‘Googling’ your medical symptoms could lead to cyberchondria 35



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When you start feeling unwell, do you immediately ‘Google’ your symptoms and try to work out what’s wrong with you? It could be doing you more harm than good, according to a new study.

Researchers at the Queensland University of Technology, CSIRO and Vienna University of Technology assessed the effectiveness of Google and Bing for medical-based searches. They found that major internet search engines are providing irrelevant medical information that could lead to wrong self-diagnosis, self-treatment and ultimately possible harm.

Dr Guido Zuccon from QUT said “people commonly turn to ‘Dr Google’ to self-diagnose illnesses or ailments. But our results revealed only about three of the first 10 results were highly useful for self-diagnosis and only half of the top 10 were somewhat relevant to the self-diagnosis of the medical condition”.

The researchers showed participants medically-accurate images of common conditions like alopecia, jaundice and psoriasis and asked what the participant would search for in an attempt to diagnose it.

For jaundice, queries including “yellow eyes”, “eye illness”, “white part of the eye turned green” were searched for.

“Because on average only three of the first 10 results were highly useful, people either keep searching or they get the wrong advice which can be potentially harmful for someone’s health,” Dr Zuccon said.

He warned it was also possible those seeking to self-diagnose online would experience “cyberchondria” – where subsequent searches could escalate concerns.

“If you don’t get a clear diagnosis after one search you would likely be tempted to keep searching,” Dr Zuccon said.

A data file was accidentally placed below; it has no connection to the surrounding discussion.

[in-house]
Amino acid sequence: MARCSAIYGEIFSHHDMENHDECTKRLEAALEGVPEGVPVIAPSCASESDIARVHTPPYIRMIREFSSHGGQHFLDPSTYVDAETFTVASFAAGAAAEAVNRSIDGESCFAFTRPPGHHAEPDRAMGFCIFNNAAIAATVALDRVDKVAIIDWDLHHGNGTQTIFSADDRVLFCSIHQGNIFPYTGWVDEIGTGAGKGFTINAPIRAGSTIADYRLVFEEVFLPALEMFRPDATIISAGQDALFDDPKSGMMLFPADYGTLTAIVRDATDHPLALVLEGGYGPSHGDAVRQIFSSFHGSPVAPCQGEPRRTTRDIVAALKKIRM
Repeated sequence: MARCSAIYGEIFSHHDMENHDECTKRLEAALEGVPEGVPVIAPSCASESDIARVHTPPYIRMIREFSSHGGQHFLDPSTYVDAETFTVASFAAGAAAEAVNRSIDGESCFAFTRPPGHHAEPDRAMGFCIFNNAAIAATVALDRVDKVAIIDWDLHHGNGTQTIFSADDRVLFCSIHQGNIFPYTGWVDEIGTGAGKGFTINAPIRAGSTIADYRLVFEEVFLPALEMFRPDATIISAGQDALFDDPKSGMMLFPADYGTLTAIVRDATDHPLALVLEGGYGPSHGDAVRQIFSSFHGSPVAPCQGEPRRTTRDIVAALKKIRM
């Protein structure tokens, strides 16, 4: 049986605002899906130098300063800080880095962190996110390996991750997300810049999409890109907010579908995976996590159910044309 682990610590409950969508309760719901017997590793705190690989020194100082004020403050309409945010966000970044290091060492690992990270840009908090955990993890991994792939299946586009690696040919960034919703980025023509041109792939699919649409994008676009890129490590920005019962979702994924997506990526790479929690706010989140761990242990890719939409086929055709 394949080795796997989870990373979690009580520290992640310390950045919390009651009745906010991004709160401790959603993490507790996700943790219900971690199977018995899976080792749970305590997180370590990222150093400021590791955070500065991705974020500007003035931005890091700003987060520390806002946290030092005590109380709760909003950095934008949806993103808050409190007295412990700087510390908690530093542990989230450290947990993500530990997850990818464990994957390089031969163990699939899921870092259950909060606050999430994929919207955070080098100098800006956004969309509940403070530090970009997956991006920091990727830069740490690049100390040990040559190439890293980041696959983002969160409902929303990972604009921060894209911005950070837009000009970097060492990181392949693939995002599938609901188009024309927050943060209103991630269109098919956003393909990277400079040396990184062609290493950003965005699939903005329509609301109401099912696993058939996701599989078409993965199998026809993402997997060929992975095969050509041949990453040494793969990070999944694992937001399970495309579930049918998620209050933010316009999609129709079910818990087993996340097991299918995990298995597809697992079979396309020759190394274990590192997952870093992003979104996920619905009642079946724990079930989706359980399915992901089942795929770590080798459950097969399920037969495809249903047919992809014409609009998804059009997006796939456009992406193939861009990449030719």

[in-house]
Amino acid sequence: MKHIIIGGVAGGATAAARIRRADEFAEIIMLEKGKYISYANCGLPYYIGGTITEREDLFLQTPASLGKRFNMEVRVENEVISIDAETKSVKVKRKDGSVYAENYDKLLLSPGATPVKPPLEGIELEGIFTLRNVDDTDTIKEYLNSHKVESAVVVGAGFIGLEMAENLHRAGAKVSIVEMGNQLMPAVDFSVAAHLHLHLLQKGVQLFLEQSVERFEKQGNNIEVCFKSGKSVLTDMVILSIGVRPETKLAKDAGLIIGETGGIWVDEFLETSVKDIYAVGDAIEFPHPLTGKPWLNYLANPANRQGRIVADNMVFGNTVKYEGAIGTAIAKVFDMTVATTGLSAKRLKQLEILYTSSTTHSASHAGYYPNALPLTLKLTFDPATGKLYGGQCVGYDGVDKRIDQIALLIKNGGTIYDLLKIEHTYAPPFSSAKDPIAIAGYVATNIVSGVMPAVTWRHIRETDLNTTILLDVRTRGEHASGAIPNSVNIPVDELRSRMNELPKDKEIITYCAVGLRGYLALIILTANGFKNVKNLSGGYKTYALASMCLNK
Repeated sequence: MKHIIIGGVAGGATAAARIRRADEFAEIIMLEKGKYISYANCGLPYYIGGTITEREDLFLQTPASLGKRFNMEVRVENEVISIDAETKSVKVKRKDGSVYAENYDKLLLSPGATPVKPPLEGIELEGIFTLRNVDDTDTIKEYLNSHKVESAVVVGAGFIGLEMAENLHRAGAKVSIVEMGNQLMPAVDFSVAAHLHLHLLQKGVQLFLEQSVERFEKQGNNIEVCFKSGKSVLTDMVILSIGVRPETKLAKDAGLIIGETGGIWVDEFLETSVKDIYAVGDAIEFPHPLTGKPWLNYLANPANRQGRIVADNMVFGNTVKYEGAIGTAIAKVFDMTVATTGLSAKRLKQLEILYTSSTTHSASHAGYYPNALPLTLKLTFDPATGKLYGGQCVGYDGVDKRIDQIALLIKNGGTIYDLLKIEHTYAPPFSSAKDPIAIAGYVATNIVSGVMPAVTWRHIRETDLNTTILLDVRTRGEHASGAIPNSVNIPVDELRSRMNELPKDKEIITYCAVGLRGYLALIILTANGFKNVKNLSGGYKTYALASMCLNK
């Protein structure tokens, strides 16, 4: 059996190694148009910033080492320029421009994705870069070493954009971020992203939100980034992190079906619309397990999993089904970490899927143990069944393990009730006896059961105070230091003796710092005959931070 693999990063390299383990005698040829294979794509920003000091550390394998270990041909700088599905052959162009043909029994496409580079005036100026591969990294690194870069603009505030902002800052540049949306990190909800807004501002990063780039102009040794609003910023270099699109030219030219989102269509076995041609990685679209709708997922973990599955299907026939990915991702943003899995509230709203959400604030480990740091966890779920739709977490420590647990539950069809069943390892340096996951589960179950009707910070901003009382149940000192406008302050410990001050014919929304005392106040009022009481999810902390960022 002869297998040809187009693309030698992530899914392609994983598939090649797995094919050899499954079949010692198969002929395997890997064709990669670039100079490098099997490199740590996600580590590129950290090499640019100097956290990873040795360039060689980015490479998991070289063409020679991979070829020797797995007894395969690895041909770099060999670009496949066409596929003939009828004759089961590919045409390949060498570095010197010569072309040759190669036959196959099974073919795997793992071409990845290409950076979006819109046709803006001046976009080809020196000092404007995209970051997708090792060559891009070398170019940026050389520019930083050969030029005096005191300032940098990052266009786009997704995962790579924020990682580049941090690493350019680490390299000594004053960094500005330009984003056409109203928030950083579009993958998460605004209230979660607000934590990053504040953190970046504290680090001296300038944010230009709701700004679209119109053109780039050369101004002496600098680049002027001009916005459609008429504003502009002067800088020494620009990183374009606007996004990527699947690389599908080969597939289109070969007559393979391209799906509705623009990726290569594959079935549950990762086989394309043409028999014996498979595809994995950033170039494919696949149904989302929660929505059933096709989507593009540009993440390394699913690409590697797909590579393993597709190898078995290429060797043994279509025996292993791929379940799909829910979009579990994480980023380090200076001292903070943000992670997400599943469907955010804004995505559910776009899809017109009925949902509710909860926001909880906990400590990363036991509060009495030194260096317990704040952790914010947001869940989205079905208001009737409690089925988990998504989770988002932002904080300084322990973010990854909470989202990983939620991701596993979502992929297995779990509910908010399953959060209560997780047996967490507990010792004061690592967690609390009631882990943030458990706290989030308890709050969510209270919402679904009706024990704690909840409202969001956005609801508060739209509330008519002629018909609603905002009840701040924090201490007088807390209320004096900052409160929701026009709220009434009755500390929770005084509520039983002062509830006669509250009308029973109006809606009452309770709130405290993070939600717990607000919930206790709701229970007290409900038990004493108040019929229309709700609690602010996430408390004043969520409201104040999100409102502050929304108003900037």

“So if you had searched for the symptoms of something like a bad head cold, you could end up thinking you had something far more serious, like an issue with the brain.

Dr Zuccon said search engines performed effectively if the name of the illness was already known.

“They are great for providing a wealth of information about illnesses and diseases, so if you search for something like jaundice you’ll have a lot of useful results,” he said.

“But our findings suggest it is not the best option for trying to find out what’s wrong with you”.


Do you go online to ‘Google’ you medical symptoms? How much faith do you put in the internet search engines when you’re trying to self-diagnose a medical problem?

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  1. I think this can be a great tool after a diagnosis to get a better understanding about your condition, but as far as self diagnosis goes I think it could be dangerous as so many conditions have similar symptoms, I’d rather my doctor who knows my history & has the knowledge & experience do the diagnosing.

    1 REPLY
  2. Yes, i do google but usually when i already know diagnosis. Googling can be very useful but you need to have a certain knowledge and experience in it. There are excellent things but rubish too. I always talk and check with my doctor. However, some people really are a bit hypohondric and make up diseases in their mind which they don’t have. But all in all seeking information is not such a bad thing. Wikipidia is good.

  3. I don’t google the illness before I am diagnosed but I do google after my doctor tells me the problem and I google any medication I am given to take.

  4. Doctor have you checked for Lupus, Leprosy and Lyme disease? Next appointment, we’ll start on “M”. Yes, after diagnosis can help.

  5. No. Not the symptoms, but definitely the diagnosis. Symptoms can be so many different things. Not a good idea.

  6. I have done this, but only to see what my symptoms might lead to as I have had bowel cancer. I didn’t get much in the way of diet advice after my operation and so I went hunting for nutrition for bowel cancer patients and that was very useful. If I suspected anything sinister, I would be down at the GP’s surgery quicker than I can blink.

  7. I don’t google symptoms but often Google to find out more about drugs I’ve been prescribed. I also Googled about a diet I am on the Fodmap diet to find out more about it. Also to find exercises to help combat repetition injury.

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